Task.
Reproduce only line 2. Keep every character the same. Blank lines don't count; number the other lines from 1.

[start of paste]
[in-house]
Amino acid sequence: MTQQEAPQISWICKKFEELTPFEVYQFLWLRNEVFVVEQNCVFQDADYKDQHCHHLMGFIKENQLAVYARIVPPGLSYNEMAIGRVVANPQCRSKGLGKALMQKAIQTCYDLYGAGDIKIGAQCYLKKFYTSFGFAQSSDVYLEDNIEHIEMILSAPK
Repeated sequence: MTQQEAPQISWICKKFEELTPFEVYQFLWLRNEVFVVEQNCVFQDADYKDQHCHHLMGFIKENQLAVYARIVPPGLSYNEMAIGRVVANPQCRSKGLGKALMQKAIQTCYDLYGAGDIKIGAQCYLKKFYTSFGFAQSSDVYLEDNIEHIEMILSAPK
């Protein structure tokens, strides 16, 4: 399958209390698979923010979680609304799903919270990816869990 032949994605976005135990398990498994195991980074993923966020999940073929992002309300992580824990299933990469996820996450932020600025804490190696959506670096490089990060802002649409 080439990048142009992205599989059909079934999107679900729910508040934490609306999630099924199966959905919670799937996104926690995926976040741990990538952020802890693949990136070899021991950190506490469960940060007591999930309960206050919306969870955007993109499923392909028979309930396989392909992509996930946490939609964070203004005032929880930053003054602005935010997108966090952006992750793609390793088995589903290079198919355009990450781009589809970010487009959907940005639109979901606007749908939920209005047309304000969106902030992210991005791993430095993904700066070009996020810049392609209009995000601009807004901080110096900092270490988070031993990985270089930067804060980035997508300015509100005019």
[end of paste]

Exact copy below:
Amino acid sequence: MTQQEAPQISWICKKFEELTPFEVYQFLWLRNEVFVVEQNCVFQDADYKDQHCHHLMGFIKENQLAVYARIVPPGLSYNEMAIGRVVANPQCRSKGLGKALMQKAIQTCYDLYGAGDIKIGAQCYLKKFYTSFGFAQSSDVYLEDNIEHIEMILSAPK